Less Common Birds

These birds are either somewhat uncommon, or their habitat is a bit removed from the garden / roadside we commonly inhabit. So, to see the great Indian horned owl or the pond heron, you might have to go a bit off the beaten track, but these can be seen in the campus itself. Some others can be seen at Bithoor.

Pond Heron

I was at the reservoir in the Aam ka Bagicha (the mango orchard behind the airstrip near the Alimco boundary) one day in April, rather early in the morning, when this pond heron flew across the water and settled on a tree, it's white wings lit up in the early light.

The pond heron is almost always present when there is water in the reservoir. It can also be found in Bithur. It is a brownish bird, showing mostly white (wing and tail feathers) in flight. The next picture shows a bird that suddenly alighted barely a few meters from us. It stood there for a while before flying down to the water's edge where it sat still for a long time, not catching anything that I could see. In photo 2681, you see two pond herons flying across the reservoir, while a brood of night herons can be seen in the tree at the back.

Night Heron

The night herons come to the reservoir when it has water. They are very shy, but will sometimes fly quite close.

When there's water in the reservoir, you can usually see a flock of night herons, sitting on one of the trees overhanging the water. They don't seem to be very active in the daytime, but they will fly off if you approach.

Left: Superb image by Prateek Gupta. Right: Herons at roost (photo: Prithwijit Guha). Zoom on it to see the pond heron at bottom left.

Pied Kingfisher

Pied Kingfishers are frequenting the little pond where the Shiwali road crosses the Lower ganges canal just outside IIT. You will see them sitting on the high voltage wires that run above, and then it will plunge into the water, though actually emerging with a fish is not that common. Sometimes you will see it hover at the same position, looking down, as in the picture below from Sainath. They will often fly at great speed along the canal, skimming the water surface.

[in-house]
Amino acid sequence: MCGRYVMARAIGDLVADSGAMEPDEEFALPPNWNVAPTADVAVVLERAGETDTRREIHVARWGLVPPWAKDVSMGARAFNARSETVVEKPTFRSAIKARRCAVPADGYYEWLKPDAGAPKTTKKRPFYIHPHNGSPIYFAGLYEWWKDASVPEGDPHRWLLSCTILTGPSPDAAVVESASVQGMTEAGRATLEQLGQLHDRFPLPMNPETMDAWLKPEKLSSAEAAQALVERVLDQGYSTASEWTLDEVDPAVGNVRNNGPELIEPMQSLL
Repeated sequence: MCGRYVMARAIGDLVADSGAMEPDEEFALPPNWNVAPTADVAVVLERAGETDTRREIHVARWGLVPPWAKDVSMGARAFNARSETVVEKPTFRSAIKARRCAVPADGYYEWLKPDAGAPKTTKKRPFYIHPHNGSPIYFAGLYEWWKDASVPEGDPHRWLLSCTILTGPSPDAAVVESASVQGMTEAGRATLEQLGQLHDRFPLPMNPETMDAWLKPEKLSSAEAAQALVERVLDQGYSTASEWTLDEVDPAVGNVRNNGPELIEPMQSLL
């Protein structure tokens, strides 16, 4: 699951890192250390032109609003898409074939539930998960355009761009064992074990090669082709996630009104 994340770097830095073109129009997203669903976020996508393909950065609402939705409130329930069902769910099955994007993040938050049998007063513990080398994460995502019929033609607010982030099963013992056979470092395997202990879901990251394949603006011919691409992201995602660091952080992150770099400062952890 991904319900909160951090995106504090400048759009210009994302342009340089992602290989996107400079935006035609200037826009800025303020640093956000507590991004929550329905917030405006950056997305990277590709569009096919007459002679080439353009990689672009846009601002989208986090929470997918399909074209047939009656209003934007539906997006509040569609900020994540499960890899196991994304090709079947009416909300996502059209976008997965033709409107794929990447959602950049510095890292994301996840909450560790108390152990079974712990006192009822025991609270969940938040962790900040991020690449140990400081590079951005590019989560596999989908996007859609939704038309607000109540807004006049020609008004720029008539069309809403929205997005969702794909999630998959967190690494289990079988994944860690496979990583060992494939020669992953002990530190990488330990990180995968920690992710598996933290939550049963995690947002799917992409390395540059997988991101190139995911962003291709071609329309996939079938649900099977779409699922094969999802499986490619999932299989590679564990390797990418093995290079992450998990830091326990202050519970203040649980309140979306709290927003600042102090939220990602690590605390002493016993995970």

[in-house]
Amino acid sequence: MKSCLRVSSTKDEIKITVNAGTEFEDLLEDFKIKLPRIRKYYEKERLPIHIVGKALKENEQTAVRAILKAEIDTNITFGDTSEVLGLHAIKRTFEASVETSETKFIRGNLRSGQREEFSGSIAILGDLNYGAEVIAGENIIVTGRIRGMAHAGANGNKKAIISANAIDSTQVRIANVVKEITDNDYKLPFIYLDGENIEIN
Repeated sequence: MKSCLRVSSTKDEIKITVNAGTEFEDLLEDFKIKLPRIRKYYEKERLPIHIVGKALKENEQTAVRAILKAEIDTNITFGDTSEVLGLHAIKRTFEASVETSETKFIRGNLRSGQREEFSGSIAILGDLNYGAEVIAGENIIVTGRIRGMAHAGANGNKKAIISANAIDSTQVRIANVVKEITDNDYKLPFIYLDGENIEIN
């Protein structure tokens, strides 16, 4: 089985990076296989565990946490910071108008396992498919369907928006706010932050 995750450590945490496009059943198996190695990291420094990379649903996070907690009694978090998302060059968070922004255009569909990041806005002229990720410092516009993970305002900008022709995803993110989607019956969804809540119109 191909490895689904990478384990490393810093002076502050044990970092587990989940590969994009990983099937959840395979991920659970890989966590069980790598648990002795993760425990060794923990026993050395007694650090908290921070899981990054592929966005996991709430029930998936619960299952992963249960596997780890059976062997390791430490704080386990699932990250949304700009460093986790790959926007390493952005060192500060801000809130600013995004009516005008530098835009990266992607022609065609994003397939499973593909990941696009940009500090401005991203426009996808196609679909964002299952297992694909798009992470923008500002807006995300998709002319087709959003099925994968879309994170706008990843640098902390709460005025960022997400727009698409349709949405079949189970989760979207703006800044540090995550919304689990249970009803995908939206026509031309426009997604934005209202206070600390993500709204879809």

Sainath managed to capture this kingfisher at the start of a dive

Five in a row - another exceptional image from Sainath. Pied kingfisher at Bithoor

Black-winged Stilt

With its long legs and elongated beak, this black and white bird seems behaves like an elegant victorian gentleman in formalwear. It can be seen in or near water bodies.

Black-winged stilts foraging together at the Oxidation tank near hall 8

Female and Male stilts; male has black patch on neck. Right image by Prithwijit Guha, from the mango-grove water tank.

Eagle Owl or Great Horned Owl

Most of the day, this large owl can be seen dozing under the AC on the Maths Dept office (?) on the 5th floor. Take a right out of the elevator, and see it from the first opening on the right. The owl is quite large and can be seen with the naked eye as it dozes for most of the day. (But it is seen a bit less regularly in the summer, it appears).

What used to be called the Great Horned Owl (Bubo Bubo Bengalensis) in Salim Ali, is now sometimes merged with The Eurasian Eagle-Owl (Bubo Bubo) (Grimmett). However, some others (Grewal) maintain the subspecies distinction between and bengalensis and hemachalana, calling the first Eurasian Eagle owl (this is the Himalayan race), and the latter the Rock Eagle Owl. One characteristic is that the Rock Eagle Owl has streaks on the neck going down to the belly - which this bird seems to have.

This is a big bird; with a wing span of nearly 2 meters, it is one of the largest birds on campus.

These two images of the Eagle Owl in flight is from the reservoir, where three or four eagle owls can often be seen roosting. Now you won't be surprised to learn that it is called the Leopard on wings!

One of the reservoir eagle owls, in flight (by Sainath). They have a nearly 2m wingspan, and you can hear their wingbeats from quite far.

Another in-flight image

Spotted Owlet

It is a small owl, and sometimes in the evenings, you may will see it dropping down from trees to sit on the ground, under the streetlamps, and then fly away silently.